Oh, and you should know that it’s not necessarily either therapy or medication that can be the best fix. People with depression or anxiety often find the two work best together.

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Using Natural Mood Stabilizers

Depression and anxiety can be frustrating to deal with because they affect your mood. So, it’s worth finding ways to treat them if you suffer from one or both of these mental health conditions. 

If you’re looking for a natural way to address symptoms of depression or anxiety, options include St. John’s Wort, omega-3 fatty acids, 5-HTP and lifestyle habits. While there is some evidence that these things can help, a lot more research needs to be done.

Regardless of what you choose to do, you should always run it by a healthcare professional. Here’s why: Anything you take (even if it’s natural) can have a bad reaction with any other medication you’re on. Plus, you may not tolerate certain supplements well. 

Along with a natural supplement, it’s worth considering prescription medication (like conventional antidepressants) or therapy — or both!

Before trying a natural mood stabilizer to lessen anxiety or depression symptoms, reach out to a health care provider for a consultation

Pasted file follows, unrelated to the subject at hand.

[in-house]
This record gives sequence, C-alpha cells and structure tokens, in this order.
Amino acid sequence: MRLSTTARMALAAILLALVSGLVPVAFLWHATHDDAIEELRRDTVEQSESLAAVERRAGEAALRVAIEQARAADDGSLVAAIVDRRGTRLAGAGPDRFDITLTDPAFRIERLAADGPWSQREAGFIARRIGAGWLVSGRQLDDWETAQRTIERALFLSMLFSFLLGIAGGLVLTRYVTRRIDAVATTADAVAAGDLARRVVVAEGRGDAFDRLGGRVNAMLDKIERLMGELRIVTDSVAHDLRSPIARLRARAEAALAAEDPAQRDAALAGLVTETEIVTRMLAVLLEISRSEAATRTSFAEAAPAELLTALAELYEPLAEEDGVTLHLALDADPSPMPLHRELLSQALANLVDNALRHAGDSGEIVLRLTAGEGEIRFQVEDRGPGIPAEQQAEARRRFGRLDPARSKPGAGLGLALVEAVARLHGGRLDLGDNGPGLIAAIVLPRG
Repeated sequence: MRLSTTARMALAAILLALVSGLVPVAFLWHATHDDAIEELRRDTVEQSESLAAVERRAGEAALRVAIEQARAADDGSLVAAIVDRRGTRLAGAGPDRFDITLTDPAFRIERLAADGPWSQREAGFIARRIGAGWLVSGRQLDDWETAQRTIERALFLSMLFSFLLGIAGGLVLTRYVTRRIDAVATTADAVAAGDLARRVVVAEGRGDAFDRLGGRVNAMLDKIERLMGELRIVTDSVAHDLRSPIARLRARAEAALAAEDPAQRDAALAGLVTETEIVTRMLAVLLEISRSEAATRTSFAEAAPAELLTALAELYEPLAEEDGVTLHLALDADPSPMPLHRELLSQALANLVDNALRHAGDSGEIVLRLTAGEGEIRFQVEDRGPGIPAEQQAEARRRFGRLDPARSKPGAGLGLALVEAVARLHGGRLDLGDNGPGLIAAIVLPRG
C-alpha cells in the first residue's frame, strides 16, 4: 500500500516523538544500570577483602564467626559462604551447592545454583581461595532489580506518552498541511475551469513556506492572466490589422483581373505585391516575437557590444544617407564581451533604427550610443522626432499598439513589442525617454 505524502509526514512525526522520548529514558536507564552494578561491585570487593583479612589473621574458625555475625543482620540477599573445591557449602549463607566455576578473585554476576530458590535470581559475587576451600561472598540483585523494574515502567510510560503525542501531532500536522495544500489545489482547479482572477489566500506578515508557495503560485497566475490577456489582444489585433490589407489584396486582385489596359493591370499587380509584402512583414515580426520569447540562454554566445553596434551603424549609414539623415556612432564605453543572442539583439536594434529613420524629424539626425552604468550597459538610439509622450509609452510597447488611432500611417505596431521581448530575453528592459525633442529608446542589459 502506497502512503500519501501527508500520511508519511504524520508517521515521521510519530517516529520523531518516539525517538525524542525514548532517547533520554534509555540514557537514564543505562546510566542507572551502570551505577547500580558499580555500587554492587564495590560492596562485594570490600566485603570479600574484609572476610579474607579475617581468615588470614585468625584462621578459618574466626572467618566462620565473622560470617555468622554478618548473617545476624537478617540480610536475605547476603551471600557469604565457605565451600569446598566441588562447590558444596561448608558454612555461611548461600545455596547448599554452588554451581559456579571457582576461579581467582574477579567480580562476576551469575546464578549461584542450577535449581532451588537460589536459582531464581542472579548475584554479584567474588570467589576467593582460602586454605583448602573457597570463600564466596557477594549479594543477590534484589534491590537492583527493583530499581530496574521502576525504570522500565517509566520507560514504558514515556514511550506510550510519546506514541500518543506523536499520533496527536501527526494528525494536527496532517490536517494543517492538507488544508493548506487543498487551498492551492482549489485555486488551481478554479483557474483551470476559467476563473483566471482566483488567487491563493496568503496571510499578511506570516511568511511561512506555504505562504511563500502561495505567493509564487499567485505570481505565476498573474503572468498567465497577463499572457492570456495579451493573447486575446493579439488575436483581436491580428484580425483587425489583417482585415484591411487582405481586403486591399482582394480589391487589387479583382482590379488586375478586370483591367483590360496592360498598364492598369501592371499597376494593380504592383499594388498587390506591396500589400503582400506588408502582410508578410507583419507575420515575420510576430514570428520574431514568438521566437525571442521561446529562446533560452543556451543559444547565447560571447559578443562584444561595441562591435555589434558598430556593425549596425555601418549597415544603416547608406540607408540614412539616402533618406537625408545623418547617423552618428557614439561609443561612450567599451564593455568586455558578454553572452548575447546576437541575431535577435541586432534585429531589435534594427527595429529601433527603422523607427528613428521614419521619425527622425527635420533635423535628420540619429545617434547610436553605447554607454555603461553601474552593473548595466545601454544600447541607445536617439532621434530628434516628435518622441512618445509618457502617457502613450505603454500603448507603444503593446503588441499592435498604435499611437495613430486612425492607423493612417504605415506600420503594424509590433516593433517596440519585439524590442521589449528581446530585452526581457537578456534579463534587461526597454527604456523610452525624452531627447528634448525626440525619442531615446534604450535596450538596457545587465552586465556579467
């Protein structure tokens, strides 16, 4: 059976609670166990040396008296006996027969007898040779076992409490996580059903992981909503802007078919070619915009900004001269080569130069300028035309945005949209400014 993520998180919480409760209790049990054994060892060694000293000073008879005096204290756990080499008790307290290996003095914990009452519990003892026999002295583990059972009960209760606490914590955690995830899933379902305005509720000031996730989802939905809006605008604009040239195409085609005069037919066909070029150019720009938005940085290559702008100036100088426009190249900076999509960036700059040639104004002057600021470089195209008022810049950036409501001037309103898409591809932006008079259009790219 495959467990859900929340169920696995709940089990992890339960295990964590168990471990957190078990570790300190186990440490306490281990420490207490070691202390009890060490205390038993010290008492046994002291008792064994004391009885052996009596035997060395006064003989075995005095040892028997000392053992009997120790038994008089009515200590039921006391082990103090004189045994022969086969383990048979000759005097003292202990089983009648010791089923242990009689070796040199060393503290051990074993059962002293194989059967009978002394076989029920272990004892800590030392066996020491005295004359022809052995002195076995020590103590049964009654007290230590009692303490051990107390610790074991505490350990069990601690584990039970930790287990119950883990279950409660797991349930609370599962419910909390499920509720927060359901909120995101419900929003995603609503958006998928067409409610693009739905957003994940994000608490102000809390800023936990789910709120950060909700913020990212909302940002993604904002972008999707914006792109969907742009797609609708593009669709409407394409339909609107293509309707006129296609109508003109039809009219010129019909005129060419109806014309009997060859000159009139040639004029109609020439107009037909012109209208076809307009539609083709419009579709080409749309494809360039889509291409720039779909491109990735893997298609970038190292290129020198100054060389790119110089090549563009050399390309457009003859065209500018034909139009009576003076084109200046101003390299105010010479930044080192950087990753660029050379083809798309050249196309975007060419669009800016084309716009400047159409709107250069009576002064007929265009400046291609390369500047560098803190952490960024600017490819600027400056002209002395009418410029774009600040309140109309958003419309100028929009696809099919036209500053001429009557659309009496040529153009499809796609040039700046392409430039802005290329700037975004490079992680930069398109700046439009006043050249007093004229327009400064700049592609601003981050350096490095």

12 Sources

Hims & Hers has strict sourcing guidelines to ensure our content is accurate and current. We rely on peer-reviewed studies, academic research institutions, and medical associations. We strive to use primary sources and refrain from using tertiary references.

  1. Mood-stabilizing Medicines. University of Michigan Health. Retrieved from https://www.uofmhealth.org/health-library/pl1025
  2. Mao, J., Xie, S., Zee, J., et al., (2015). Rhodiola rosea versus sertraline for major depressive disorder: A randomized placebo-controlled trial. Phytomedicine. Retrieved from https://pubmed.ncbi.nlm.nih.gov/25837277/
  3. 5-HTP. Medline Plus. Retrieved from https://medlineplus.gov/druginfo/natural/794.html